"The sector’s performance was hampered by contractions in production of coffee and sugarcane during the same period," the KNBS said.

The manufacturing sector is estimated to have grown by 3.2 percent in the first quarter of 2019, compared to a growth of 3.8 percent in the first three months of last year.

"The growth was curtailed in both manufacture of food and non-food activities.

"In the manufacture of foods products, growth was curtailed by manufacture of sugar, prepared preserved fish and processing of coffee, which recorded contractions in the review period," the bureau said.

In the manufacture of non-food products, growth was held back by manufacture of cement and of leather products that fell during the period.

"However, growth in the manufacture of food products sub-sector was supported by manufacture of bakery products, processing of tea, manufacture of vegetable oils, fats and beer," the KNBS noted.

"In the non-food sub-sector, growth was mainly supported by assembly of motor vehicles."

The construction sector grew by 5.6 percent, compared to 6.6 percent in the corresponding quarter of 2018.

"The growth was supported by the continued construction of the second phase of the Standard Gauge Railway and other public infrastructural developments especially road construction," it said.

"Consumption of cement, which is an indicator of construction activities, declined by 3.1 percent."

"The performance of transportation and storage sector recorded a slower growth of 6.7 percent in the first quarter of 2019, compared to 8.5 percent registered in the same period of 2018," the KNBS said.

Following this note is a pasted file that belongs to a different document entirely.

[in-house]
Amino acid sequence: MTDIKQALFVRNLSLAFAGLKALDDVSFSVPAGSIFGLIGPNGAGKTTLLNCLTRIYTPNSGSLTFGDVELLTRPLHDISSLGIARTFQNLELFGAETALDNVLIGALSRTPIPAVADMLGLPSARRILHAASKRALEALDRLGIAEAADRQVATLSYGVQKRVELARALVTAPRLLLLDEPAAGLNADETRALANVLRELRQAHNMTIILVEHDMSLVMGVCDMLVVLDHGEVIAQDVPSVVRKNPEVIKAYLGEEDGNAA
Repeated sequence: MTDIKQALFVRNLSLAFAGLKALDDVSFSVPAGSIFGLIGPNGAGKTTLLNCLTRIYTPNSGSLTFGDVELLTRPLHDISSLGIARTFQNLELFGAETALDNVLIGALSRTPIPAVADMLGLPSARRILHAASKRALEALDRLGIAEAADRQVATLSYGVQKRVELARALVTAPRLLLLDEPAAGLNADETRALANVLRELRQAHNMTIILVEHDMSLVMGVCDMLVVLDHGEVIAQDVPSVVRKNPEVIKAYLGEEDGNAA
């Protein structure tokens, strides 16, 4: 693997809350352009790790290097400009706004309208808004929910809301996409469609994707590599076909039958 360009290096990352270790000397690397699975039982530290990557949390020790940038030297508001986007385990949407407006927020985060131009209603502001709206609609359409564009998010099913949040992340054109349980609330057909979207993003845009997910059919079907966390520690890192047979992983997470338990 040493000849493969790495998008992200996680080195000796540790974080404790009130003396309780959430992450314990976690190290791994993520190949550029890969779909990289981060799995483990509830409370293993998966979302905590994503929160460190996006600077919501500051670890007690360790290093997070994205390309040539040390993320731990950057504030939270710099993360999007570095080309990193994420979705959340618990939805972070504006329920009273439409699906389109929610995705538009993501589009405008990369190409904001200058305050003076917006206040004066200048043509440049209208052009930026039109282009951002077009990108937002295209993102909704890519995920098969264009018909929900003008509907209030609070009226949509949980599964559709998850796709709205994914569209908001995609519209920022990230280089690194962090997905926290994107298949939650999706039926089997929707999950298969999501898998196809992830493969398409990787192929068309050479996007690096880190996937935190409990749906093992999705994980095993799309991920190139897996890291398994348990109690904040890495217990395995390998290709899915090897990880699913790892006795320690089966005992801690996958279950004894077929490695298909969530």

The financial and insurance sector recorded a slower growth of 5 percent in the quarter under review, down from 5.2 percent in the corresponding quarter of 2018.

However, the KNBS said the macroeconomic factors were favorable to growth during the quarter under review.

"The average inflation in the period under review eased to 4.40 percent, from 4.49 percent in the first quarter of 2018.

"The Kenya shilling strengthened against all its major trading currencies during the quarter under review, compared to the same quarter of 2018," it said.

KNBS director-general Zachary Mwangi said during the period, Kenya’s current account deficit narrowed to 78.8 billion shillings (772 million U.S. dollars), down from 1.15 billion dollars.

Cybercafés, tech-savvy Kenyans cash in on government online services

by Bedah Mengo NAIROBI (Xinhua) -- Over the last one month, John Mutua’s cybercafé in Nairobi, Kenya’s capital, has been a beehive of activity.

The internet facility has been mainly serving citizens who are filing their tax returns ahead of the June 30 deadline.